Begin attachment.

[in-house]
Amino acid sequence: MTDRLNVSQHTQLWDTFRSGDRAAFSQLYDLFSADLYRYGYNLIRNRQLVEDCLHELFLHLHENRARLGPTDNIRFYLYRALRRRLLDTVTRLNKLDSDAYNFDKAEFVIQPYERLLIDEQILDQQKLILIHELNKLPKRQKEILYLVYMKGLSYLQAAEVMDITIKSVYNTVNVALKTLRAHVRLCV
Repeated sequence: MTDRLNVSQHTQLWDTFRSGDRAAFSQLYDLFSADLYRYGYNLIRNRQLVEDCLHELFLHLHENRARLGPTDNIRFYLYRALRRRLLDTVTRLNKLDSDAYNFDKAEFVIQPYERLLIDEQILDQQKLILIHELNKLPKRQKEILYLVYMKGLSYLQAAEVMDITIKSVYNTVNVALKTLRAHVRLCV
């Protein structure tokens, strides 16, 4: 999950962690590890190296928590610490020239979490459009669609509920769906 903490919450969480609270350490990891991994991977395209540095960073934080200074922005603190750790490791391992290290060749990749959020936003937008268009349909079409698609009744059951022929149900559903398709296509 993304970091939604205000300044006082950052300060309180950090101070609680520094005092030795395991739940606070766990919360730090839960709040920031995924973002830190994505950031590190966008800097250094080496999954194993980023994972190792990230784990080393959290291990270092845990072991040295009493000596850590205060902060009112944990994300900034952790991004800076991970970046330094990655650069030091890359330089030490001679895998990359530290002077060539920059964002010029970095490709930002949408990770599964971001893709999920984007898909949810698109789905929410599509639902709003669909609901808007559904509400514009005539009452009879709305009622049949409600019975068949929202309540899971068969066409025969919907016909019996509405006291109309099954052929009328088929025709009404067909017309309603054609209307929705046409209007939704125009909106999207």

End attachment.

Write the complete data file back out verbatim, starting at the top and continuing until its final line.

[in-house]
Amino acid sequence: MTDRLNVSQHTQLWDTFRSGDRAAFSQLYDLFSADLYRYGYNLIRNRQLVEDCLHELFLHLHENRARLGPTDNIRFYLYRALRRRLLDTVTRLNKLDSDAYNFDKAEFVIQPYERLLIDEQILDQQKLILIHELNKLPKRQKEILYLVYMKGLSYLQAAEVMDITIKSVYNTVNVALKTLRAHVRLCV
Repeated sequence: MTDRLNVSQHTQLWDTFRSGDRAAFSQLYDLFSADLYRYGYNLIRNRQLVEDCLHELFLHLHENRARLGPTDNIRFYLYRALRRRLLDTVTRLNKLDSDAYNFDKAEFVIQPYERLLIDEQILDQQKLILIHELNKLPKRQKEILYLVYMKGLSYLQAAEVMDITIKSVYNTVNVALKTLRAHVRLCV
């Protein structure tokens, strides 16, 4: 999950962690590890190296928590610490020239979490459009669609509920769906 903490919450969480609270350490990891991994991977395209540095960073934080200074922005603190750790490791391992290290060749990749959020936003937008268009349909079409698609009744059951022929149900559903398709296509 993304970091939604205000300044006082950052300060309180950090101070609680520094005092030795395991739940606070766990919360730090839960709040920031995924973002830190994505950031590190966008800097250094080496999954194993980023994972190792990230784990080393959290291990270092845990072991040295009493000596850590205060902060009112944990994300900034952790991004800076991970970046330094990655650069030091890359330089030490001679895998990359530290002077060539920059964002010029970095490709930002949408990770599964971001893709999920984007898909949810698109789905929410599509639902709003669909609901808007559904509400514009005539009452009879709305009622049949409600019975068949929202309540899971068969066409025969919907016909019996509405006291109309099954052929009328088929025709009404067909017309309603054609209307929705046409209007939704125009909106999207």